1,475/7,394,542 work pieces completed (0.01995%).
Computations so far: 1,674,572,240
Estimated computation time remaining: ~25670 workdays @ 5min/work piece for one cpu (~2 GHz).

Scoreboard: Top 10 Participants

Rank Peer Iteration Total Contribution Completed
1. joshjcarrier 673,058,151 41.08 % 606

2. bchang 316,696,370 17.08 % 252

3. sabanski_n 238,641,106 13.83 % 204

4. xuemin 166,739,829 9.9 % 146

5. timetablebuilder 115,063,400 8.81 % 130

6. mBerg 132,767,963 7.46 % 110

7. lbeckman 31,605,421 1.83 % 27


Well, it wasn’t long before…



No further client requests will be accepted until further notice.

Congratulations to sabanski_n (Nathaniel Sabanski) who found the solution in work piece #1478 in 6500543 iterations on March 6th, 2008 – 2 days after the Collective went live!

Work piece #1478 Sequence: 1:0:0:0#1:0:0:2#1:1:0:2#10:1:0:-1
Cube virtualization:

6 1 1 1     3 3  1  7      3 2 2  2     11 11 4 2
6 1 5 7     6 3  3  7     11 2 4  8     11 4 4 4
6 1 5 7     9 3 10 10     11 2 4  8     12 12 8 8
6 9 5 7     9 9  5 10     12 9 5 10     12 12 8 10

Each group of number corresponds to a different block, and each grid represents one 4×4 layer.

There was actually a bug in the “match found” window that reports the wrong winning sequence, so I had to pull this data from the database. In doing so, I belive I found another winning combination by mBerg in work piece #1465, he just didn’t notify me before Nat did :P.

Estimates of a single-threaded standalone program would attempt to solve work piece #1478’s winning iteration after three weeks of constantly running! There had been a total of 14 clients working on assembling the cube.

I also found this neat blurb about winning a free iPhone if you could solve it on the spot over at CNet.

And so that’s how I finished a deceptively simple puzzle. Thanks everyone who particpated for donating their spare cycles!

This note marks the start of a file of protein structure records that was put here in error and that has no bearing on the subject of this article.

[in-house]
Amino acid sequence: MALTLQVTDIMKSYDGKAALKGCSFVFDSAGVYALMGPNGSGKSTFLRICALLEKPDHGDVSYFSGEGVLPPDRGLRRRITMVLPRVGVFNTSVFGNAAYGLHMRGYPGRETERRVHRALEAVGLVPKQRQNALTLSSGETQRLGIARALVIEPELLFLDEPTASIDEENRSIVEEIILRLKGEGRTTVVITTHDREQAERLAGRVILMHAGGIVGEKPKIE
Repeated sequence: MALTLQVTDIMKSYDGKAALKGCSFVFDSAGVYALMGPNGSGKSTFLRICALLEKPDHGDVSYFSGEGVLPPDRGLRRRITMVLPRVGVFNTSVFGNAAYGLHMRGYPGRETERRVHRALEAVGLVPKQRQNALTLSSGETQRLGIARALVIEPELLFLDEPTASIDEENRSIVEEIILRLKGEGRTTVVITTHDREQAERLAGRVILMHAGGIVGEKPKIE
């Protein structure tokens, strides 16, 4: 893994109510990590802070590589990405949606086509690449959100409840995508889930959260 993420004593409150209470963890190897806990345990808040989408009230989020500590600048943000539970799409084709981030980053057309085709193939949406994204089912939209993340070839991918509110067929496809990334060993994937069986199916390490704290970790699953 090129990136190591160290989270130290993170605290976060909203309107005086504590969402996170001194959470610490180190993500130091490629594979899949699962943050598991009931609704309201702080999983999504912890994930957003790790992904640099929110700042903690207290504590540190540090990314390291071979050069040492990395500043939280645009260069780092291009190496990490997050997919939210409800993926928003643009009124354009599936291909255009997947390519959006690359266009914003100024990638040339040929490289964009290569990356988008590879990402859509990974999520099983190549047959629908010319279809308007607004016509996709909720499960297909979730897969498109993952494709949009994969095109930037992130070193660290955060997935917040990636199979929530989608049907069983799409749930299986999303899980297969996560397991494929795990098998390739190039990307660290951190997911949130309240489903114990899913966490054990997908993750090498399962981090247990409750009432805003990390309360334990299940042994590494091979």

If you’re looking a step-by-step solution, you can find it now here.



  1. I honestly did not imagine this happening when I bought you this. I figured we’d find a solution every few minutes or so by just messing with it. Also, have you taken it apart again since solving it?

  2. […] (what can I say, Java is awesome). Josh uses Java for many of his projects, one of which included solving a complex tetris cube using the awesome power of distributed […]

  3. […] birthday! Nat has been my long-time tech collaborator and beta tester; he helped me to solve the Tetris Cube puzzle earlier this year and run several compatibility tests without any hesitation over the years and for […]

  4. Hey guys, nice try! Please take a look into this webpage to see all of the 9,839 solutions for the cube… Looks like a simple C code works much better. Bye.

  5. i hate this thing

  6. i hate this thing so much i just want to smash it up

  7. […] Carrier, Tetris Cube Solver Cloud. [Josh also setup a distributed processing environment and enslaved some of his friend's computers […]

  8. I like the fact that you say searching for a soloution to this on google is cheating. Although you put all the information into your computer and let that do all the work. In my opinion that is clearly cheating too! The only way to not cheat would be to do it the old fashioned way and use your hands!!